MELANOMA INTRODUCTION

WHAT IS A MELANOMA? IS IT DANGEROUS?


Melanoma is a serious form of skin cancer that occurs when a tanning cell (Melanocyte) in the epidermis of the skin becomes cancerous. Melanoma is the fifth most common cancer in Australia and the sixth commonest in the USA. The number of melanoma cases diagnosed annually is increasing faster than for any other cancer. Using recent figures from Australia, it's estimated that 1 in 25 Caucasian people in South Africa will develop a melanoma during their lifetime. If left untreated, melanoma can spread (metastasise) to other parts of the body and this can be fatal. Fortunately, when detected at an early stage, melanoma treatment is often effective in limiting the spread of the disease and curative in a significant percentage of people. 

CAUSES OF MELANOMA

ULTRAVIOLET RADIATION AND THE SUN

The biggest cause of melanoma is damage to one's skin by ultraviolet radiation from the sun (sunburn). Ultraviolet radiation directly damages the DNA in one's tanning cells and if this causes activation of a cancer gene then a melanoma will result. Multiple sun burns (especially severe ones with blistering) over one’s lifetime significantly increase one’s risk of getting a melanoma. The effect of sun burns is cumulative. Frequent use of sun beds (which have very high intensity ultraviolet light) has been estimated to increase the risk of developing a melanoma by 2.5 times.

DYSPLASTIC NAEVUS SYNDROME

Much less frequently there is a significant genetic component to the development of a melanoma. People with an increased genetic risk of developing melanoma have multiple abnormal looking freckles (dysplastic naevi) and this is called the Dysplastic Naevus Syndrome. Mole mapping is recommended for these patients.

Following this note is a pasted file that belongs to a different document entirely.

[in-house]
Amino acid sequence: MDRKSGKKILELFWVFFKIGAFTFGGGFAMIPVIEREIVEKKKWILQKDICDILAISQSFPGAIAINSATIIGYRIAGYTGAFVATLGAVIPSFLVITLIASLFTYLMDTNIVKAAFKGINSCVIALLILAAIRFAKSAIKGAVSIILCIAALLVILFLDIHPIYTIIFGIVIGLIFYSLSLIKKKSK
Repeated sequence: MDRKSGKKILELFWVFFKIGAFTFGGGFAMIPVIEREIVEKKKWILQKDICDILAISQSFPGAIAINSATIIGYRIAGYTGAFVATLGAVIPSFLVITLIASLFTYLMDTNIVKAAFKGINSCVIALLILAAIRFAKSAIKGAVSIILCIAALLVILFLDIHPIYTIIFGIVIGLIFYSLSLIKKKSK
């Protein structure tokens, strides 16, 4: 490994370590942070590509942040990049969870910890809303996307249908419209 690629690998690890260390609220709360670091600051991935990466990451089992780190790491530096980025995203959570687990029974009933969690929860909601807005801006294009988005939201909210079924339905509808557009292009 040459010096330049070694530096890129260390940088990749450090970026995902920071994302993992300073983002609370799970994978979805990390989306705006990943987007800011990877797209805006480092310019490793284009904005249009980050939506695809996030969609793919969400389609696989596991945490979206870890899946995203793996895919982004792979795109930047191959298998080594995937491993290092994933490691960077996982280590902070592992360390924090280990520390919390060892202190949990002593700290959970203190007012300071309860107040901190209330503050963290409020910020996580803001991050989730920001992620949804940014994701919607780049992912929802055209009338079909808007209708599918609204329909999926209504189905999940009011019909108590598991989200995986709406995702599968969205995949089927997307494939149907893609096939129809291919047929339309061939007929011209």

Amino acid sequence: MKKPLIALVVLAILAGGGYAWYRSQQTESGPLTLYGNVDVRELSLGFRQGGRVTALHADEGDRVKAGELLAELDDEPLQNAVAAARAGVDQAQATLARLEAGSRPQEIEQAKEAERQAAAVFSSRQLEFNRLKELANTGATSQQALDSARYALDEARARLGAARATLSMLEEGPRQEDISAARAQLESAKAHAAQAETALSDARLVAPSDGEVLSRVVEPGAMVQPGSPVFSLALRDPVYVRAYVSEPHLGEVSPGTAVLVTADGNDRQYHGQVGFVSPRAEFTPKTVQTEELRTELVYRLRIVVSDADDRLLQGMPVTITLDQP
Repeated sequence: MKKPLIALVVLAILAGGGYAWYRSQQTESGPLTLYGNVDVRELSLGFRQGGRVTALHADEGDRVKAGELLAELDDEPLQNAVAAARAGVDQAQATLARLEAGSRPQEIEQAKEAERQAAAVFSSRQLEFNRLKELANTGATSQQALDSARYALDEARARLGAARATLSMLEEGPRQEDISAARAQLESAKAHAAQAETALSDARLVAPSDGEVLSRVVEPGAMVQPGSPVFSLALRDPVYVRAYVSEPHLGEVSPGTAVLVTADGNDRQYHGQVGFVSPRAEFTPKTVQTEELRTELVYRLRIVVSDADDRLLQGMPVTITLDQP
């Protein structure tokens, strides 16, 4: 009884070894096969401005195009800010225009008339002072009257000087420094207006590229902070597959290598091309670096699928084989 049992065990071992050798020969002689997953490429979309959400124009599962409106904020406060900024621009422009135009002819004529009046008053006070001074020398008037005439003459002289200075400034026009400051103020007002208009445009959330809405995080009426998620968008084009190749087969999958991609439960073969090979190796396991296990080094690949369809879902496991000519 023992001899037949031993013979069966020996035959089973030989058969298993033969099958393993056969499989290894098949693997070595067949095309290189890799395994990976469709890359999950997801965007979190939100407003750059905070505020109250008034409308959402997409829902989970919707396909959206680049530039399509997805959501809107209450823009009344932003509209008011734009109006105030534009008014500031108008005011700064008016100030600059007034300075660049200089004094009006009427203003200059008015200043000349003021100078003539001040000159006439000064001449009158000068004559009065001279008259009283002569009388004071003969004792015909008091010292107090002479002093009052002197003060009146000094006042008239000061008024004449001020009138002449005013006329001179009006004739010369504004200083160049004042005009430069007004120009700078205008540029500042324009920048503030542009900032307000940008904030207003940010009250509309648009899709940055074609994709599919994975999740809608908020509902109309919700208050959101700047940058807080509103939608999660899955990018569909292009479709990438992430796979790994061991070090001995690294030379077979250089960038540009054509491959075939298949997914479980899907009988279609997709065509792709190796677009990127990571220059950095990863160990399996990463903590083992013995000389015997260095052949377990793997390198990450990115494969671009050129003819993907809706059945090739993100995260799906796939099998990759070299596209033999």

PREVENTING FURTHER MELANOMAS

People who have had melanoma are at an increased risk of developing another melanoma. The development of a melanoma is a sign that there has been enough damage to the skin for a melanoma to have occurred. It also means that there are other damaged cells that may be close to turning into melanomas. Any further damage by ultraviolet light from the sun may be enough to convert these damaged cells into melanoma cells so it is very important to protect one's skin from the sun.
The best way of protecting one's skin from the sun is to keep indoors. This is clearly not practical so if one is spending time outdoors then the best way of protecting the skin is to cover up with UV protective clothing. Wear a hat (especially if one's hair is thinning) and apply sun block to exposed skin. The sun block should be at least a factor 30, easily applied and not too greasy (or it won't be used).

prevent sun damage to skin